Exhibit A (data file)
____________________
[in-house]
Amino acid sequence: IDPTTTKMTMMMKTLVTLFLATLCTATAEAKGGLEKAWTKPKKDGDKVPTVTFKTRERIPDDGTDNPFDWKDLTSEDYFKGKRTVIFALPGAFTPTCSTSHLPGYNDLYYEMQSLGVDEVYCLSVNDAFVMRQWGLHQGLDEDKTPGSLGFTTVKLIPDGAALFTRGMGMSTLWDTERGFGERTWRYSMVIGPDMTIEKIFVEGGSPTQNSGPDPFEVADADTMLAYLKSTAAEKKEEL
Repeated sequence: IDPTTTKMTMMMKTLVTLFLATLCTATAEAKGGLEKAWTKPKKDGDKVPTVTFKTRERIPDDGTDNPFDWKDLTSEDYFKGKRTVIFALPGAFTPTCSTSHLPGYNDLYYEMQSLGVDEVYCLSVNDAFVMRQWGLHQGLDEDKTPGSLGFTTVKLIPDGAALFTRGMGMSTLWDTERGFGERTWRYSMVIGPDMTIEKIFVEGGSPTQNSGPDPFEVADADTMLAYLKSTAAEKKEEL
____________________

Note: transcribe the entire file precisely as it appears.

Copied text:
[in-house]
Amino acid sequence: IDPTTTKMTMMMKTLVTLFLATLCTATAEAKGGLEKAWTKPKKDGDKVPTVTFKTRERIPDDGTDNPFDWKDLTSEDYFKGKRTVIFALPGAFTPTCSTSHLPGYNDLYYEMQSLGVDEVYCLSVNDAFVMRQWGLHQGLDEDKTPGSLGFTTVKLIPDGAALFTRGMGMSTLWDTERGFGERTWRYSMVIGPDMTIEKIFVEGGSPTQNSGPDPFEVADADTMLAYLKSTAAEKKEEL
Repeated sequence: IDPTTTKMTMMMKTLVTLFLATLCTATAEAKGGLEKAWTKPKKDGDKVPTVTFKTRERIPDDGTDNPFDWKDLTSEDYFKGKRTVIFALPGAFTPTCSTSHLPGYNDLYYEMQSLGVDEVYCLSVNDAFVMRQWGLHQGLDEDKTPGSLGFTTVKLIPDGAALFTRGMGMSTLWDTERGFGERTWRYSMVIGPDMTIEKIFVEGGSPTQNSGPDPFEVADADTMLAYLKSTAAEKKEEL